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Analysis: USC uses Air Raid avalanche to build five-touchdown lead, bury Washington State 38-13

USC wide receiver Amon-Ra St. Brown makes one of his four first-quarter touchdown receptions on Sunday, beating WSU’s Armani Marsh.  (Keith Birmingham/Orange County Register via AP)

LOS ANGELES – Losing to No. 16 USC on the road may have been a predictable outcome for a Washington State team that hadn’t played a game in 22 days, one that spent more than a week practicing without its starting quarterback as he recovered from COVID-19 and one missing six players whose names were printed on the defensive depth chart before a Nov. 14 meeting with Oregon.

The Cougars, after all, were two-touchdown underdogs in Los Angeles. Even then, oddsmakers may have given them too much credit.

With all the aforementioned circumstances working against them, the Cougars created some for themselves and the Trojans mounted a five-touchdown lead midway through the second quarter and held their guests at bay after halftime, winning 38-13 at the crowdless Coliseum.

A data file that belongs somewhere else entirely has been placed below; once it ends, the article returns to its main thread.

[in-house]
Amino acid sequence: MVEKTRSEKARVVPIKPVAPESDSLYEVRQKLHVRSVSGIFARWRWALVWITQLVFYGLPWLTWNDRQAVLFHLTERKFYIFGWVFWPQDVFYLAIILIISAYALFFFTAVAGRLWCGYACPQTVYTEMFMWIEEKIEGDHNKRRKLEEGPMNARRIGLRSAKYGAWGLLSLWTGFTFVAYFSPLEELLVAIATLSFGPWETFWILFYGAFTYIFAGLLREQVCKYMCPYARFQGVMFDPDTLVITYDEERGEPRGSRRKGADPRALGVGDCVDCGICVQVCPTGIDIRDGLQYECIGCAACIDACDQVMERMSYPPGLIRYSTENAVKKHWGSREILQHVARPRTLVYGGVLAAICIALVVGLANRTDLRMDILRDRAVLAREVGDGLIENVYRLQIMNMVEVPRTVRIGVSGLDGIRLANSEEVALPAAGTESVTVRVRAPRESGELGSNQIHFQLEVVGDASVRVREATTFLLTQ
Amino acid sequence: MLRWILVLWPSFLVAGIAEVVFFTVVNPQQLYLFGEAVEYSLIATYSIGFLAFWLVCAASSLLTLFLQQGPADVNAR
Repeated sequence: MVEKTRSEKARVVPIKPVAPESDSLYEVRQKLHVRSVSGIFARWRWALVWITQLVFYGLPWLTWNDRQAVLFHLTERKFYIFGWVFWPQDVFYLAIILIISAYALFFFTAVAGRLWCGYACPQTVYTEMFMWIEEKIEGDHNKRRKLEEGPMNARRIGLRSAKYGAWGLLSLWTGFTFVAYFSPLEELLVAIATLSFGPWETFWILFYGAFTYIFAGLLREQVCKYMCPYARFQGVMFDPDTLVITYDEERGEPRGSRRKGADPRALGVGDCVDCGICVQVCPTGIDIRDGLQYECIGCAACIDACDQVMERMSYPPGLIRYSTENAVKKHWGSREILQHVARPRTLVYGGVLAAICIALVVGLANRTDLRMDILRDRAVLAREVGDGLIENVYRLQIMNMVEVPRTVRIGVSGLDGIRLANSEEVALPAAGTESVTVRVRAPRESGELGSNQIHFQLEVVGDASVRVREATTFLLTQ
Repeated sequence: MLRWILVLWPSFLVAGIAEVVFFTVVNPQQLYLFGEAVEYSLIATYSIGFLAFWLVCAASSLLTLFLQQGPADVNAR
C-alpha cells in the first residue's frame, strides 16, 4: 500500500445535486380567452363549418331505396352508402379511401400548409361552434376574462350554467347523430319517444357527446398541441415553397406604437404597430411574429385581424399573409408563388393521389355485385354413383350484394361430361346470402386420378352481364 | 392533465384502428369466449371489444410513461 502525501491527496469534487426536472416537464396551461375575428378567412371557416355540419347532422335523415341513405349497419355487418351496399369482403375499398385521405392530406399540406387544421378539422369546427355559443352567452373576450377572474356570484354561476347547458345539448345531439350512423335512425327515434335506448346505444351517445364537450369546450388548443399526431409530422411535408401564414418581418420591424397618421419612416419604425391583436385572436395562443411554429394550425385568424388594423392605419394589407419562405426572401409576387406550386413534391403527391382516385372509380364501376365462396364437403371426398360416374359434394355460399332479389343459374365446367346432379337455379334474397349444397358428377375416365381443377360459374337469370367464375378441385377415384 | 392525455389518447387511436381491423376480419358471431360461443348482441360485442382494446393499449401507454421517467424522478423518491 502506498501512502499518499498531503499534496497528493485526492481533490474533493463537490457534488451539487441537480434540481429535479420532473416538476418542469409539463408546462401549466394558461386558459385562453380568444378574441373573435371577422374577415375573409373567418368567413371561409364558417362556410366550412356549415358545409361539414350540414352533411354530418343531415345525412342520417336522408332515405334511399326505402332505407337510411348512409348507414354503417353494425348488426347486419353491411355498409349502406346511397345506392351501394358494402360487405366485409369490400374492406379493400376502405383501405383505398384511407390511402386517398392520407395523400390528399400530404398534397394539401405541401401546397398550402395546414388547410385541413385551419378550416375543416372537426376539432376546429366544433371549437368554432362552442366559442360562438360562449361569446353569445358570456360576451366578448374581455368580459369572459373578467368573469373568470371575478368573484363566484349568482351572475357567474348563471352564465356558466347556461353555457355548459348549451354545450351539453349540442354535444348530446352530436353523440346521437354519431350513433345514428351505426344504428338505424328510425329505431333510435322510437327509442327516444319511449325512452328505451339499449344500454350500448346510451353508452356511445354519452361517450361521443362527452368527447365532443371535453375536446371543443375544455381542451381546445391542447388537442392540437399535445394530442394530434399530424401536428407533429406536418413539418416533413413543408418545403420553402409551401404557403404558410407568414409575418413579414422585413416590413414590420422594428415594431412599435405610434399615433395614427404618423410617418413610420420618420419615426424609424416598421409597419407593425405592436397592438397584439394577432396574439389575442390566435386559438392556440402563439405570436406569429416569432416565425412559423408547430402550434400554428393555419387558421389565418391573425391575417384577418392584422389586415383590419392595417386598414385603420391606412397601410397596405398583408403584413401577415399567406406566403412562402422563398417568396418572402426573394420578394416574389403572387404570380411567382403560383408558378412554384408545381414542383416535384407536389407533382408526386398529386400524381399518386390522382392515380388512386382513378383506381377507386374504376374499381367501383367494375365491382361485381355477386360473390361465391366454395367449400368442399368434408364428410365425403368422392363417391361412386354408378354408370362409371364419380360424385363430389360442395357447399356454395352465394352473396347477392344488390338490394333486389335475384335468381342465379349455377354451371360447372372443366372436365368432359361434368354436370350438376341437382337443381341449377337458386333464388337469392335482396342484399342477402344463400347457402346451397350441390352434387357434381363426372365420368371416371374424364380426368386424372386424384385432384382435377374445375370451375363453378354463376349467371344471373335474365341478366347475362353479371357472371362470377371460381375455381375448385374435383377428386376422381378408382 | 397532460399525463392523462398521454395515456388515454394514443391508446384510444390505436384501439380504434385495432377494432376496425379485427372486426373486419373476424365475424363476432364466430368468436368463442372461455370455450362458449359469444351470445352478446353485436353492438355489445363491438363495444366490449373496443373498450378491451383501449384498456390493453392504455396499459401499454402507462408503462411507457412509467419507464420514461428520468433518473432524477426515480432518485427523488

USC, which represents the Pac-12’s only shot at a College Football Playoff bid – albeit a long shot – improved to 4-0 while WSU lost its second straight game, dropping to 1-2.

“It’s hard to blame it on rust,” Cougars coach Nick Rolovich said. “We were still practicing, guys were still getting reps. I’ve got to get these guys more prepared to play. Pregame I wasn’t sure if it was the quiet before the storm or there was some intimidation, but I don’t know if it was the rust.

“Even though we had some guys down, that’s been the whole year. The whole year it’s been like that, so hard to use that as an excuse in my opinion.”

USC spotted a mismatch early, or perhaps realized the Cougars were missing someone the Trojans knew to be a quality player in cornerback Jaylen Watson, who was headed to Troy in 2019 before academic setbacks forced him to take the junior college route. Watson, of course, wouldn’t have made up a five-score deficit on his own, but he would’ve given WSU another coverage option against USC receiver Amon-Ra St. Brown, who had a field day roasting WSU’s defensive backs.